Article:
Step 5 - Create Failover Mechanism
In the event that our DNS process on Server A or Server B fails, it is desirable to remove the Anycast VIPs from the global routing table. To do that, we must stop the origination and advertisement of those VIPs at the source. A small script can be used to accomplish this by performing cursory checks on the health of the DNS server. If the script detects issues with the ability for DNS to resolve a particular query, it will simply shutdown our routing software or remove the routes from being advertised. The following is an example of what one of these scripts would look like:
#!/bin/bash DNSUP=`/usr/sbin/dig @192.168.0.1 localhost. A +short` if [ "$DNSUP" != "127.0.0.1" ]; then echo "Stopping Anycast...." /etc/init.d/ospfd stop /etc/init.d/zebra stop /etc/init.d/named stop else echo "Everything's good... Do nothing..." fi
This script should be scheduled to run frequently to provide minimal downtime and quick failover.
Step 6 - Repeat Steps 1-5 For Creating Server B and Router R2-A and R2-B
OSPF Troubleshooting Commands
OSPF can be a complex routing protocol to deploy, especially in large enterprise network environments. A great detail planning is required to achieve an efficient routed architecture that converges quickly. As you work through configuring OSPF, you will need to rely on a bevy of tools for troubleshooting and validating your OSPF routed network. Here are some OSPF commands that you can use when configuring and validating your OSPF network.
Viewing OSPF Neighbors
To ensure our servers are creating adjacencies properly, you should use the native commands provided on Cisco and Quagga to view OSPF neighbors.
R1-A# show ip ospf neighborQuagga:
vtysh -c "show ip ospf neighbors" Neighbor ID PriState Dead Time Address Interface RXmtL RqstL DBsmLNOTE: If you are using Linux using Iptables, make sure you add the approrpriate rules for the firewall to permit the routers to peer as neighbors. When using the defaults, this will fail, and you will have to add the following rule to the /etc/sysconfig/iptables file to allow OSPF traffic to the Linux Server(s):
-A INPUT -s 10.0.1.1/32 --protocol ospf -j ACCEPT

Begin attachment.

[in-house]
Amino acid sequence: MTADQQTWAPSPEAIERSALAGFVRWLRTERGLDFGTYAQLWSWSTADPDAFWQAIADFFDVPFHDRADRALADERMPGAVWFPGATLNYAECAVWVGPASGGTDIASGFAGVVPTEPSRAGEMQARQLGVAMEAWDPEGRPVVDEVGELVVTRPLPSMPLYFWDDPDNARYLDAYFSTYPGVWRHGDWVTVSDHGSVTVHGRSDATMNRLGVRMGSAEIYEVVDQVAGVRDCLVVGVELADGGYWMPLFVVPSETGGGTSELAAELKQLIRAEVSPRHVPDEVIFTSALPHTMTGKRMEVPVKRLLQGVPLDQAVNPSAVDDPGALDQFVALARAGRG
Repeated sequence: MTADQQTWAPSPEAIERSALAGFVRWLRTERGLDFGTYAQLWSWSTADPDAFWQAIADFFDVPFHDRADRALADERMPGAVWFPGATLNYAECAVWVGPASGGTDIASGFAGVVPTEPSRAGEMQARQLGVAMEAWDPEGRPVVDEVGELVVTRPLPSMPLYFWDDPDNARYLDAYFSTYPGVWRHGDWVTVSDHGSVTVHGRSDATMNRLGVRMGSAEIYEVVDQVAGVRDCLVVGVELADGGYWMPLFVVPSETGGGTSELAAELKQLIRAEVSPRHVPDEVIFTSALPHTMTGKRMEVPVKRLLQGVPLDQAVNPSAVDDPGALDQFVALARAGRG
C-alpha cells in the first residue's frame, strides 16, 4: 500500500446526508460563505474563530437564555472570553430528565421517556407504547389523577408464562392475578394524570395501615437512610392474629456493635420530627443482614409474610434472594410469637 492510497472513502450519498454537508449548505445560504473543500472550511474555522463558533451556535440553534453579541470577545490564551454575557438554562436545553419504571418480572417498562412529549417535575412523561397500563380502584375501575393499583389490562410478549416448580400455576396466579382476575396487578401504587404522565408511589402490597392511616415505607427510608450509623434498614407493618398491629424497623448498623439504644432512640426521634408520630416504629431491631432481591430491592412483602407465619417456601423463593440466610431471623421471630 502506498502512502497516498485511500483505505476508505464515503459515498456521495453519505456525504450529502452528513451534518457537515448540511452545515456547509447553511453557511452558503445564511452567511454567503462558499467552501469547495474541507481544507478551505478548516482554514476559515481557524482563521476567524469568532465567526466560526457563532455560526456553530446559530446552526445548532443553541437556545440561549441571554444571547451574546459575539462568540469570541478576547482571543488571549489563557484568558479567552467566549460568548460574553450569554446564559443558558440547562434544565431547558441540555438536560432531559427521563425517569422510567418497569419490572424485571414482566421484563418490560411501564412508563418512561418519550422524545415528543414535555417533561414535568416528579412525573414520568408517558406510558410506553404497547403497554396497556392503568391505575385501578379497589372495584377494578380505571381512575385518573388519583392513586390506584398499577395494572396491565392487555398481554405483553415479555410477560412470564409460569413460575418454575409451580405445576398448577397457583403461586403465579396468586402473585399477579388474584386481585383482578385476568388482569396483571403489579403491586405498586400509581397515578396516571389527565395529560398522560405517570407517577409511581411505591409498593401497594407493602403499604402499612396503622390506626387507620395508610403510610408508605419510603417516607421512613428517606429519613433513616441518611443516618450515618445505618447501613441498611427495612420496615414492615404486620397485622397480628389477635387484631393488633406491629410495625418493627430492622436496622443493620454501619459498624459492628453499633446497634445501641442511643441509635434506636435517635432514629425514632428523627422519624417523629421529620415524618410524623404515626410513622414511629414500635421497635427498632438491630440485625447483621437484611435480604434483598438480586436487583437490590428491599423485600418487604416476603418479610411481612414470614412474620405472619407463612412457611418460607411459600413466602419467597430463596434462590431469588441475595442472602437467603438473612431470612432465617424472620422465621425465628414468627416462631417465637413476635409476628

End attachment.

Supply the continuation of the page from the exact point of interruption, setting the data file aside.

-A INPUT -s 10.0.2.1/32 --protocol ospf -j ACCEPT
Restart the server or iptables to enable the new rules to the rule set.
Viewing OSPF Routing Table
You can view the routes that will be advertised by the Anycast DNS server, as well as, view the routing table from the upstream neighbor routers to ensure that OSPF routing updates are occurring.
R1-A#show ip route ospf 192.168.0.0/32 is subnetted, 1 subnets O 192.168.0.1 [110/11] via 10.0.1.10, 00:08:32, Ethernet0/0
vtysh -c "show ip ospf routes" ============ OSPF network routing table ============ N 10.0.1.0/24  area: 0.0.0.51 directly attached to eth0 N 10.0.2.0/24  area: 0.0.0.51 directly attached to eth1 N IA 192.168.2.0/24  area: 0.0.0.51 via 10.0.1.1, eth0 via 10.0.2.1, eth1 ============ OSPF router routing table ============= R 192.168.2.31  area: 0.0.0.51, ABR, ASBR via 10.0.1.1, eth0 via 10.0.2.1, eth1 ============ OSPF external routing table =========== N E1 0.0.0.0/0  tag: 100 via 10.0.1.1, eth0 via 10.0.2.1, eth1
Viewing the OSPF Database
Both the Anycast DNS servers and the upstream OSPF neighbors have the ability to display the OSPF database. The commands are summarized as follows:
R1-A# show ip ospf database
vtysh -c "show ip ospf database"
Viewing the OSPF Interfaces
Both Cisco and Quagga provide the ability to view the OSPF information configured to specific interfaces. The commands are summarized as follows:
R1-A# show ip ospf interface
vtysh -c "show ip ospf interface"
Results And Conclusion
The results of our basic configuration are based upon the use of default OSPF timers. With the default settings, Anycast DNS failover was quick and seamless in < 40 seconds depending on the failure. It should be noted that during that 40 seconds, the DNS client can still "failover" to a second preferred DNS server in its resolver configuration. This second preferred server can be another Anycast DNS address that is advertised by a completely different set of servers or it can be the second Anycast DNS VIP we configured on these servers. We'll continue this article by improving on our configuration, optimizing performance, and enhancing security with more advanced OSPF configuration options.
|Last Updated on Tuesday, 09 June 2009 07:31|